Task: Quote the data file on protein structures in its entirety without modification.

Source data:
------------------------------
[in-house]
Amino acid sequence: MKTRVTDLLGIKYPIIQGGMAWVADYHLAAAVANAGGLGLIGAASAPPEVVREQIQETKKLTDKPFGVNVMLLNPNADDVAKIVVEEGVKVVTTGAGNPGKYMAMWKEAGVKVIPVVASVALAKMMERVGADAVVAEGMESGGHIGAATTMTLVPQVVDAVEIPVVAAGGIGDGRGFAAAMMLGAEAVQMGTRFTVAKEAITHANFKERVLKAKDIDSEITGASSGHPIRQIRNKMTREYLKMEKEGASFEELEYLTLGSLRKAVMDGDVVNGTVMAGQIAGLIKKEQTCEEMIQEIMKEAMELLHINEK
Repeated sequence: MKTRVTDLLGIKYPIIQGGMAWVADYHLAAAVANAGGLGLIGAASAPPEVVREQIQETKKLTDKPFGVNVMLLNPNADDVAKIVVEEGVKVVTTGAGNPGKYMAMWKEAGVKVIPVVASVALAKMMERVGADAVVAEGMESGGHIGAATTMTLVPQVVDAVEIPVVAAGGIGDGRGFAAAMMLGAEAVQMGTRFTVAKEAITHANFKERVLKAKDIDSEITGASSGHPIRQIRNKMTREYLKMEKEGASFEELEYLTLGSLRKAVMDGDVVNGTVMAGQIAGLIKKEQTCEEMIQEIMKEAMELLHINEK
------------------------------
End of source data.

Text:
[in-house]
Amino acid sequence: MKTRVTDLLGIKYPIIQGGMAWVADYHLAAAVANAGGLGLIGAASAPPEVVREQIQETKKLTDKPFGVNVMLLNPNADDVAKIVVEEGVKVVTTGAGNPGKYMAMWKEAGVKVIPVVASVALAKMMERVGADAVVAEGMESGGHIGAATTMTLVPQVVDAVEIPVVAAGGIGDGRGFAAAMMLGAEAVQMGTRFTVAKEAITHANFKERVLKAKDIDSEITGASSGHPIRQIRNKMTREYLKMEKEGASFEELEYLTLGSLRKAVMDGDVVNGTVMAGQIAGLIKKEQTCEEMIQEIMKEAMELLHINEK
Repeated sequence: MKTRVTDLLGIKYPIIQGGMAWVADYHLAAAVANAGGLGLIGAASAPPEVVREQIQETKKLTDKPFGVNVMLLNPNADDVAKIVVEEGVKVVTTGAGNPGKYMAMWKEAGVKVIPVVASVALAKMMERVGADAVVAEGMESGGHIGAATTMTLVPQVVDAVEIPVVAAGGIGDGRGFAAAMMLGAEAVQMGTRFTVAKEAITHANFKERVLKAKDIDSEITGASSGHPIRQIRNKMTREYLKMEKEGASFEELEYLTLGSLRKAVMDGDVVNGTVMAGQIAGLIKKEQTCEEMIQEIMKEAMELLHINEK